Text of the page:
"For our light affliction, which is but for a moment, worketh for us a far more exceeding and eternal weight of glory; While we look not at the things which are seen, but at the things which are not seen: for the things which are seen are temporal; but the things which are not seen are eternal."  (2 Cor. 4:17-18)

Most of us have been taught to foresee needs, respond to needs, and do everything we can to meet every need.  We live in a world of perpetual needs.  Paul would call this ‘our light affliction which is but for a moment.’  Rather than live our lives focused on needs, can we not rather look at the unseen and pursue the vision God has placed in our hearts?

Needs are motivators that keep our natural eyes focused on the temporal.  Human logic, reasoning, planning and worry often keep us glued to the obvious needs we all have.  Jesus spoke of this as well.

“Therefore take no thought, saying, What shall we eat? or, What shall we drink? or, Wherewithal shall we be clothed?” (Mt. 6:31)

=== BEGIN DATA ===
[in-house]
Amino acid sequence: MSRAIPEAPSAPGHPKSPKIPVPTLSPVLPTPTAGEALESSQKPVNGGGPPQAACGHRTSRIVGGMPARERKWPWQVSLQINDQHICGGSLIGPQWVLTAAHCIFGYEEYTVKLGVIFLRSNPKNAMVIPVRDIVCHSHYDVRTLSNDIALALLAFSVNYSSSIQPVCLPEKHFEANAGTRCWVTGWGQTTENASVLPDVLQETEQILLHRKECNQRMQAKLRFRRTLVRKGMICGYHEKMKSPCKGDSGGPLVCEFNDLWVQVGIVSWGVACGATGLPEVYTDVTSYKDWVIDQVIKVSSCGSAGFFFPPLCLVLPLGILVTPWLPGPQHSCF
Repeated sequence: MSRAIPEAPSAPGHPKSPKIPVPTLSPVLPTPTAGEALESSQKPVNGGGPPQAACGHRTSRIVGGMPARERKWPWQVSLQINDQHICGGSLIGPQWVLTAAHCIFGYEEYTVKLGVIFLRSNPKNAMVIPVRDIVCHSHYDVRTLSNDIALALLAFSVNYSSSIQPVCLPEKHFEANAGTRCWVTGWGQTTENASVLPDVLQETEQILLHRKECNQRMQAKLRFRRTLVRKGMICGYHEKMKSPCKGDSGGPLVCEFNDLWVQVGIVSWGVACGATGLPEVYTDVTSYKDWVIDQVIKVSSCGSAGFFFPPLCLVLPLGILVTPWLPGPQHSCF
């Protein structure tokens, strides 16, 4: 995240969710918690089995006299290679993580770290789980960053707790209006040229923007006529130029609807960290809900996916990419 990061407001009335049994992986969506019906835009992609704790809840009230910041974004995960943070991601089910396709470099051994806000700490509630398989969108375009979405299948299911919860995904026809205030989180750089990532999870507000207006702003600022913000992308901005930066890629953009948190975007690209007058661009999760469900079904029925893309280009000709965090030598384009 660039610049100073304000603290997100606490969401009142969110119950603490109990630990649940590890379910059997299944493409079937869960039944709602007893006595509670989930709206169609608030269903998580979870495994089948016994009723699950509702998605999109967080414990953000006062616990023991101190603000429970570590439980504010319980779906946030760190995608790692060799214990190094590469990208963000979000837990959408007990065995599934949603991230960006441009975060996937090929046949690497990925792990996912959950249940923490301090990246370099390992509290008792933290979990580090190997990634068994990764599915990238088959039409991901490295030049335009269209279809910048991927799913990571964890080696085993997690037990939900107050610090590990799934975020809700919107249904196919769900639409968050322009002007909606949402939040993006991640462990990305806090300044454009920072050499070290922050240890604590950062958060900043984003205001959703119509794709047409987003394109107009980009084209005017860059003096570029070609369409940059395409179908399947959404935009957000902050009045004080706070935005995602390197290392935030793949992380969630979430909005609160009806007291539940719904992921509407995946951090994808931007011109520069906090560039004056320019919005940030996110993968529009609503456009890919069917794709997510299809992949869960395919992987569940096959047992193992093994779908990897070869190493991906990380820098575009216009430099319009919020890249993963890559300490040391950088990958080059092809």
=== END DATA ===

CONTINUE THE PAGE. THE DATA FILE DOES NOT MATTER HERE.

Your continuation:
Being driven by needs is common.  It is also the reason so few ever step into their true purpose.  How did Jesus finish this thought?

But seek ye first the kingdom of God, and his righteousness; and all these things shall be added unto you.  (Mt. 6:33)

In other words, be driven by your vision, not by your needs!  Seek first His kingdom.  Look at the eternal.  It is in pursuing our vision, that which God has birthed within us, that our needs will be met. 

Most inventions, scientific advancements, incredible buildings and dramatic accomplishments were brought forth by those who didn’t focus on their need, but rather on something within that motivated them.  In the process of following the vision, their needs were met.  When we only pursue satisfying our bag of needs, our compensation will only fill that bag.  When we pursue our vision there will be multiplication and eventual abundance. 

Within each of us there is a divine calling, gifting and purpose.  In your human logic it is that thing you would do if every other need was met.  But, what if the pursuit of the eternal offered the promise of more than enough in the temporal?  I’m not talking about quitting your job and leaving your family.  I’m talking about seeing your job as seed rather than harvest.  Lift up your eyes.  See past the temporal and let His vision motivate you toward your divine calling and purpose.